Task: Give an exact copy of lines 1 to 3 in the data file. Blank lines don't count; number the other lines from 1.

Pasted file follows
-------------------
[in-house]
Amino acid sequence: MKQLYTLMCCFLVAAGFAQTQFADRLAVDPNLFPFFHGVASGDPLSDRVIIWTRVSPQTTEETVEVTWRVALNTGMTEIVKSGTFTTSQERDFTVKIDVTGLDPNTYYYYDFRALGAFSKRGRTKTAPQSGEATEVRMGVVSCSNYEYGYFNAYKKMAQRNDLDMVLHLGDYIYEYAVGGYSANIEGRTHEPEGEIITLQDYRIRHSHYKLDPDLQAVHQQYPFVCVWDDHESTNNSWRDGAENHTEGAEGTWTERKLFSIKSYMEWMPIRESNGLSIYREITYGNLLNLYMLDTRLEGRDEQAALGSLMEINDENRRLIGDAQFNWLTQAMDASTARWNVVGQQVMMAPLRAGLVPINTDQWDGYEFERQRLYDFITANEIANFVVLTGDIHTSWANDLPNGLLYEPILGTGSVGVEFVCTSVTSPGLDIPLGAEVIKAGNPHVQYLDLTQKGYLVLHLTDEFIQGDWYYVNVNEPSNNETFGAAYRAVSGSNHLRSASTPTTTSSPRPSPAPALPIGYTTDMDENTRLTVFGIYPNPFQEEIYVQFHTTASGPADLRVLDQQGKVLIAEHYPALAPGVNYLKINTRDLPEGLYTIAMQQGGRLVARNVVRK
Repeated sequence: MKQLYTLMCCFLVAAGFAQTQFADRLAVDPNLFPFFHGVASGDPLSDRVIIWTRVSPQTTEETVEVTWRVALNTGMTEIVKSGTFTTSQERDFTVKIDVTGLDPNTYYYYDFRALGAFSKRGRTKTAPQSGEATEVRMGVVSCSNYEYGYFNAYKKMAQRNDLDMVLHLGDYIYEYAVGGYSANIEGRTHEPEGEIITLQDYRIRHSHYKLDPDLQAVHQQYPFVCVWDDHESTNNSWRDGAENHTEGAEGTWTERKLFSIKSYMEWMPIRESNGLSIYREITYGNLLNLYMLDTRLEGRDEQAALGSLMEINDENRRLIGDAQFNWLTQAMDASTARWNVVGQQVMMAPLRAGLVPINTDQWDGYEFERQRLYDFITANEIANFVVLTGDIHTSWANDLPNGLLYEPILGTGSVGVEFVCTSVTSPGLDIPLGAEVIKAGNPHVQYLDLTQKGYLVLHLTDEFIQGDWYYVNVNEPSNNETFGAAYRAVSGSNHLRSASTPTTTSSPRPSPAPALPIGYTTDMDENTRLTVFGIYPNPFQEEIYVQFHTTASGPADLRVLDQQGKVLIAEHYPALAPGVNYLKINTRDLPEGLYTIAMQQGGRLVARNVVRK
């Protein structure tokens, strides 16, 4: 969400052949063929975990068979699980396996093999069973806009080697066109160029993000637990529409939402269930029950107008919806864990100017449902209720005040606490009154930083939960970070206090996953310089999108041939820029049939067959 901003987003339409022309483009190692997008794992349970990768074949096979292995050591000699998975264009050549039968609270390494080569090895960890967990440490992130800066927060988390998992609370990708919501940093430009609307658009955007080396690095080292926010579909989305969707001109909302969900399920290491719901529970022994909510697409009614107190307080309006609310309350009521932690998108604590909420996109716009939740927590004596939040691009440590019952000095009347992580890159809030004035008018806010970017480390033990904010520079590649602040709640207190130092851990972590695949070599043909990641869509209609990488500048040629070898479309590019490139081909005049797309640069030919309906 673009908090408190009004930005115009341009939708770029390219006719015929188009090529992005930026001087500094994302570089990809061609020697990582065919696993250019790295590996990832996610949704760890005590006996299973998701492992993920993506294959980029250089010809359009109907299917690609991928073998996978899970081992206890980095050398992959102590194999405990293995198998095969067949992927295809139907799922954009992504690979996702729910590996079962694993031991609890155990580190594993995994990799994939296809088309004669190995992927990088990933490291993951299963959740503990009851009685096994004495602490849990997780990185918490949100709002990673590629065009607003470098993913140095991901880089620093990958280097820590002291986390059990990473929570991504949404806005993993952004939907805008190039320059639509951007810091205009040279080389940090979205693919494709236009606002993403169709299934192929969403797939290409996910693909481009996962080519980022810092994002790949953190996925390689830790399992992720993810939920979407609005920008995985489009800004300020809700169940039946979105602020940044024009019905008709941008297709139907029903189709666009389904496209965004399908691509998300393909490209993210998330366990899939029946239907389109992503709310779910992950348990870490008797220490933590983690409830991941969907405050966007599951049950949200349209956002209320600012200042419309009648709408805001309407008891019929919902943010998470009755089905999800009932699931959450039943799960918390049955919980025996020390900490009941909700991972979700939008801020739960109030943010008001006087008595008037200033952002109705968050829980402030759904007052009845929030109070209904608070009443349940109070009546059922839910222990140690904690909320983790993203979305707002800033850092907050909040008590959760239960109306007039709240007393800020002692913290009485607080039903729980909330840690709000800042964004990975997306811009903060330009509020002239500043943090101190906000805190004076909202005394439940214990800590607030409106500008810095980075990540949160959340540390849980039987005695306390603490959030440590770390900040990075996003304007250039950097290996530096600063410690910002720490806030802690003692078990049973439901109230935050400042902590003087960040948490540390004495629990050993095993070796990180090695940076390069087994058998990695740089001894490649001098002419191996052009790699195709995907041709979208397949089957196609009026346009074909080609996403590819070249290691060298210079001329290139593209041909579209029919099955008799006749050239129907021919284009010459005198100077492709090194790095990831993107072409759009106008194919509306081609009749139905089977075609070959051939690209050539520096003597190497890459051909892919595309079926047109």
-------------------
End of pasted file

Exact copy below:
[in-house]
Amino acid sequence: MKQLYTLMCCFLVAAGFAQTQFADRLAVDPNLFPFFHGVASGDPLSDRVIIWTRVSPQTTEETVEVTWRVALNTGMTEIVKSGTFTTSQERDFTVKIDVTGLDPNTYYYYDFRALGAFSKRGRTKTAPQSGEATEVRMGVVSCSNYEYGYFNAYKKMAQRNDLDMVLHLGDYIYEYAVGGYSANIEGRTHEPEGEIITLQDYRIRHSHYKLDPDLQAVHQQYPFVCVWDDHESTNNSWRDGAENHTEGAEGTWTERKLFSIKSYMEWMPIRESNGLSIYREITYGNLLNLYMLDTRLEGRDEQAALGSLMEINDENRRLIGDAQFNWLTQAMDASTARWNVVGQQVMMAPLRAGLVPINTDQWDGYEFERQRLYDFITANEIANFVVLTGDIHTSWANDLPNGLLYEPILGTGSVGVEFVCTSVTSPGLDIPLGAEVIKAGNPHVQYLDLTQKGYLVLHLTDEFIQGDWYYVNVNEPSNNETFGAAYRAVSGSNHLRSASTPTTTSSPRPSPAPALPIGYTTDMDENTRLTVFGIYPNPFQEEIYVQFHTTASGPADLRVLDQQGKVLIAEHYPALAPGVNYLKINTRDLPEGLYTIAMQQGGRLVARNVVRK
Repeated sequence: MKQLYTLMCCFLVAAGFAQTQFADRLAVDPNLFPFFHGVASGDPLSDRVIIWTRVSPQTTEETVEVTWRVALNTGMTEIVKSGTFTTSQERDFTVKIDVTGLDPNTYYYYDFRALGAFSKRGRTKTAPQSGEATEVRMGVVSCSNYEYGYFNAYKKMAQRNDLDMVLHLGDYIYEYAVGGYSANIEGRTHEPEGEIITLQDYRIRHSHYKLDPDLQAVHQQYPFVCVWDDHESTNNSWRDGAENHTEGAEGTWTERKLFSIKSYMEWMPIRESNGLSIYREITYGNLLNLYMLDTRLEGRDEQAALGSLMEINDENRRLIGDAQFNWLTQAMDASTARWNVVGQQVMMAPLRAGLVPINTDQWDGYEFERQRLYDFITANEIANFVVLTGDIHTSWANDLPNGLLYEPILGTGSVGVEFVCTSVTSPGLDIPLGAEVIKAGNPHVQYLDLTQKGYLVLHLTDEFIQGDWYYVNVNEPSNNETFGAAYRAVSGSNHLRSASTPTTTSSPRPSPAPALPIGYTTDMDENTRLTVFGIYPNPFQEEIYVQFHTTASGPADLRVLDQQGKVLIAEHYPALAPGVNYLKINTRDLPEGLYTIAMQQGGRLVARNVVRK